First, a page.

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Sierra Nix ‘fell in love’ with athletic training career
Sierra Nix
Sierra Nix tapes up a Social Circle basketball player prior to a home game during the 2022-23 season. - photo by Phillip B. Hubbard

Editor's Note: This article is part of a series recognizing National Athletic Training Month. 

SOCIAL CIRCLE, Ga. — Once upon a time, Sierra Nix wanted to pursue a career in physical therapy. So, to help boost her aspirations, she looked to athletic training as a “stepping stone” to her ultimate goal. 

While doing so, Nix discovered that she really enjoyed being an athletic trainer and, as a result, set her mind to that career instead. 

“Once I got into the program at Valdosta State, that’s when I fell in love with it,” Nix said. “I was like, ‘Yep, this is not a stepping stone anymore. This is it, this is where I’m stopping.’” 

Nix finished her bachelor’s degree in athletic training at Valdosta State University and, later, she earned a master’s in sports medicine at Georgia State. Nix was a graduate assistant at Oglethorpe University while pursuing her master’s. 

When called upon to assist an injured athlete in the game, Nix mentioned how all of her training in college comes flooding back in her mind. But there’s an aspect she said has to be compressed when assessing any situation. 

“That training kicks in automatically,” Nix said. “You have to leave your feelings out and push the adrenaline away and focus more on, ‘OK, what’s my situation?’ And quickly think about the body part, what I’m dealing with and what could potentially be wrong. At the moment, you’re automatically in go mode. You’re there to do your job.” 

Now, she’s the athletic trainer for Social Circle High School athletics where she’s been since fall 2016. Along the way, Nix has also served as athletic trainer at Alcovy and Newton for short periods of time, too. 

The bulk of her time, however, has been spent with the Redskins. 

One thing pops out to Nix about her favorite part of being an athletic trainer. 

“You build these bonds with [the students] and you’re there for them. You end up wearing more than one hat being their athletic trainer,” Nix said. “You end up being their counselor and you end up being there for those moments good and bad. Working with the kids makes the job worth it.”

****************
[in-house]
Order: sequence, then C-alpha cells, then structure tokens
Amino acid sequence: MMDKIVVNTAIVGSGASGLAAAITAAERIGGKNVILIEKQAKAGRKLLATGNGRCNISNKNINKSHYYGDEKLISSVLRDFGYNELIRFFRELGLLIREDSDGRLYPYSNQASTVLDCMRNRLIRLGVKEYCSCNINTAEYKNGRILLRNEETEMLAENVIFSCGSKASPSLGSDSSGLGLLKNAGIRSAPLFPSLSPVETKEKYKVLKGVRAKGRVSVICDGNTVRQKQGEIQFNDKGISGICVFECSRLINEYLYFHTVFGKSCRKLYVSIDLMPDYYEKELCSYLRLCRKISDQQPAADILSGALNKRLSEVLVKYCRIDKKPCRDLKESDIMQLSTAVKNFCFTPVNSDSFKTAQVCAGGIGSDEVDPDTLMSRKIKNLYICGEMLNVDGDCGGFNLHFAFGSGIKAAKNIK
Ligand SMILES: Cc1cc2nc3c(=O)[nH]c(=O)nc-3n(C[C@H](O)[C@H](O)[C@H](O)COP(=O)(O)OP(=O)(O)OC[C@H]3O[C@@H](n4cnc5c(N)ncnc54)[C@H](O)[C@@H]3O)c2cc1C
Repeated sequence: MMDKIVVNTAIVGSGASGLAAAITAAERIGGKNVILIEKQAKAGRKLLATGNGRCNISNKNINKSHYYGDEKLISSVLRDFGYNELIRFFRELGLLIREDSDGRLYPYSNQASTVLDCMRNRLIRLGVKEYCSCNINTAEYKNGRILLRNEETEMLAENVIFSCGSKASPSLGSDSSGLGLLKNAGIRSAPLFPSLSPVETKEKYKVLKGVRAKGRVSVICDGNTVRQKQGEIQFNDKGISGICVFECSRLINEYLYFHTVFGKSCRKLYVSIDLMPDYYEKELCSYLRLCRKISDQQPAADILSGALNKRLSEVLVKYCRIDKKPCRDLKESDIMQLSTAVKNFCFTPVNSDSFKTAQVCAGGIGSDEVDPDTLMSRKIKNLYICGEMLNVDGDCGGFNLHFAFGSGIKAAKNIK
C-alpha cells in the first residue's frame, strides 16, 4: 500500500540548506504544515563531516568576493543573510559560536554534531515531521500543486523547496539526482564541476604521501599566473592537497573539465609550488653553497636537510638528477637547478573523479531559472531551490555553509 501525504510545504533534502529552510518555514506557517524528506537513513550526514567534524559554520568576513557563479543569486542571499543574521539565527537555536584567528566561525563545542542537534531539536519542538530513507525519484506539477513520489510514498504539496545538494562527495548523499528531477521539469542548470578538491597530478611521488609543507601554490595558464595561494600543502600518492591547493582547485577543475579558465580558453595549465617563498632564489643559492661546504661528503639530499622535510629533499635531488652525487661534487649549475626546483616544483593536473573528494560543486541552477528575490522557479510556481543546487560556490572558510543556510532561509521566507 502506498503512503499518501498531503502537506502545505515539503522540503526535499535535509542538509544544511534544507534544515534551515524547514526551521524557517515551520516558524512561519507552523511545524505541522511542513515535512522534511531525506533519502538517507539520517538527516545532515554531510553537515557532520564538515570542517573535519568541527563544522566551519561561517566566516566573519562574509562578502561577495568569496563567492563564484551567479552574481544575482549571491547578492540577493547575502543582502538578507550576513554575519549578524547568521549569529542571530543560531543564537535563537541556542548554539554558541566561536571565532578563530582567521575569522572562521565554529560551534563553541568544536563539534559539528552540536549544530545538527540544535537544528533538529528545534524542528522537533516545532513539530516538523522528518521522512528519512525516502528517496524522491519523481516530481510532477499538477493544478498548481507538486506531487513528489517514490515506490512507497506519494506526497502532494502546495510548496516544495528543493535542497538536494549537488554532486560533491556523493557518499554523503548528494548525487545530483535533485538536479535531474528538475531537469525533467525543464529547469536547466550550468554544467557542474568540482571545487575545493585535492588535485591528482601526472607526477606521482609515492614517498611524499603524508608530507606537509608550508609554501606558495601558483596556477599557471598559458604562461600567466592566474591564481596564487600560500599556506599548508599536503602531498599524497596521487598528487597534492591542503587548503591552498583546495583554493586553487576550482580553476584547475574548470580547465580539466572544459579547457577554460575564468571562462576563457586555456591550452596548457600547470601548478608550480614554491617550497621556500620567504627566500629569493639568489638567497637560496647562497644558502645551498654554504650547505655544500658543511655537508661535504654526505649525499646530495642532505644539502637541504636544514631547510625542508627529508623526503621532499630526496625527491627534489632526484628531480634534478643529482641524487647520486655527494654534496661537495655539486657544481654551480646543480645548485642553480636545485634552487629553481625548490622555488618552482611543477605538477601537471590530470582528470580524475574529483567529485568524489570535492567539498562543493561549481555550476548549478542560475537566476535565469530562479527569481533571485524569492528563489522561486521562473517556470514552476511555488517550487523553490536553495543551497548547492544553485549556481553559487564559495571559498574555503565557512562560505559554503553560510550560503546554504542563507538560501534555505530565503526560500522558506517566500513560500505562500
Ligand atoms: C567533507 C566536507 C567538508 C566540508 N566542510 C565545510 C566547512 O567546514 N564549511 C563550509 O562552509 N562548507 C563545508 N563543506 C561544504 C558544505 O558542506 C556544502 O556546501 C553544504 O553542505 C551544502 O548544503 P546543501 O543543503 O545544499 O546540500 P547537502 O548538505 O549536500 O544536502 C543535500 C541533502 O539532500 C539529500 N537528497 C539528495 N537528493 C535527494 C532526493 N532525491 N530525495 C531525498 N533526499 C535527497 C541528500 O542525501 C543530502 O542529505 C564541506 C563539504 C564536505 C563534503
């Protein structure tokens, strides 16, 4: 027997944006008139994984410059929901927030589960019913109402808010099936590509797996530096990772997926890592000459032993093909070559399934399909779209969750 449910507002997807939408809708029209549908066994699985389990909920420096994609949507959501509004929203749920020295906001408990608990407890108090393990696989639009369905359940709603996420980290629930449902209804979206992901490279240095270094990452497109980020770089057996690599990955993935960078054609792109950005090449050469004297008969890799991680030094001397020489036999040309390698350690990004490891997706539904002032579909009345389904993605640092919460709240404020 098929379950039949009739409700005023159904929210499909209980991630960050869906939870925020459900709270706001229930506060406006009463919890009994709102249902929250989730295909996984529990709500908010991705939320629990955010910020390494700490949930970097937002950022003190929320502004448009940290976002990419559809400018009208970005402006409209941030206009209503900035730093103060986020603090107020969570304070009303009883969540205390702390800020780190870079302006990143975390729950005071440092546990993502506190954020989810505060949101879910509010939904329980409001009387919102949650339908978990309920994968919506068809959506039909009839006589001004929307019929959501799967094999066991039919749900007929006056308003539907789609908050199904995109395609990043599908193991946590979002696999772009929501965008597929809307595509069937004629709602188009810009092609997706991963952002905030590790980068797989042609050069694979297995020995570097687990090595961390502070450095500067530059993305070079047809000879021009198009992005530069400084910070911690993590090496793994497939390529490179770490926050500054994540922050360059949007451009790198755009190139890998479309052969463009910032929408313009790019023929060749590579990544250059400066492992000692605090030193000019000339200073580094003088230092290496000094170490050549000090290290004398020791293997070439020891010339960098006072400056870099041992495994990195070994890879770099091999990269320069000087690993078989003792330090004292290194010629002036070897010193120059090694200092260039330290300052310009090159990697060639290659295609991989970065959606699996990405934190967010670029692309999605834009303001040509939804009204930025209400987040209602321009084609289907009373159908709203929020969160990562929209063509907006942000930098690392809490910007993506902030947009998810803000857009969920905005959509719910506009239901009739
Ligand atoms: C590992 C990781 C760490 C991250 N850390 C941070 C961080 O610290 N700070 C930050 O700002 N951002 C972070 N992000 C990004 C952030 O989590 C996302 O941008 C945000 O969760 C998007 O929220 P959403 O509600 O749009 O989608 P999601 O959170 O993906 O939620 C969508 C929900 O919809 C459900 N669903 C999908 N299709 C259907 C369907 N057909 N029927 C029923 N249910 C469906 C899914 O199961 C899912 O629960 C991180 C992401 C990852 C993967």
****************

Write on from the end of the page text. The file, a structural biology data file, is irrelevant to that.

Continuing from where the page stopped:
The past four years, Nix has worked with Playsafe — a South Carolina-based nonprofit that helps place athletic trainers in high schools. And, a year ago, she was promoted to be region supervisor.

In that role, Nix helps oversee athletic trainers in other schools and assist them on a regular basis when needed. 

Nix’s responsibilities with PlaySafe are coupled with her service to the Redskins’ student-athletes. Nix does treatment, monitors weather, does evaluations, rehabilitation and much more. 

There is one pet peeve Nix has when trying to explain to others what her role actually entails. 

“We’re healthcare professionals. A lot of times when we try to explain, ‘Hey, I’m the athletic trainer,’ they think I’m the strength and conditioning coach,” Nix said. “What you guys see is only the tip of the iceberg. We don’t just train people, we are sports medicine.” 

In all of her experiences as an athletic trainer, Nix seems to be more appreciative of her time at Social Circle High School. When asked why, her response was quite simple. 

“The nice thing about being here is I get to see these kids from middle school onward. I do try to be that safe space where they feel comfortable to come talk to me if something has gone wrong,” Nix said. “I’ll still have kids who have graduated call me and be like, ‘Can you come look at my knee?’ or they’ll just ask questions. It’s just different connections you build with the kids.”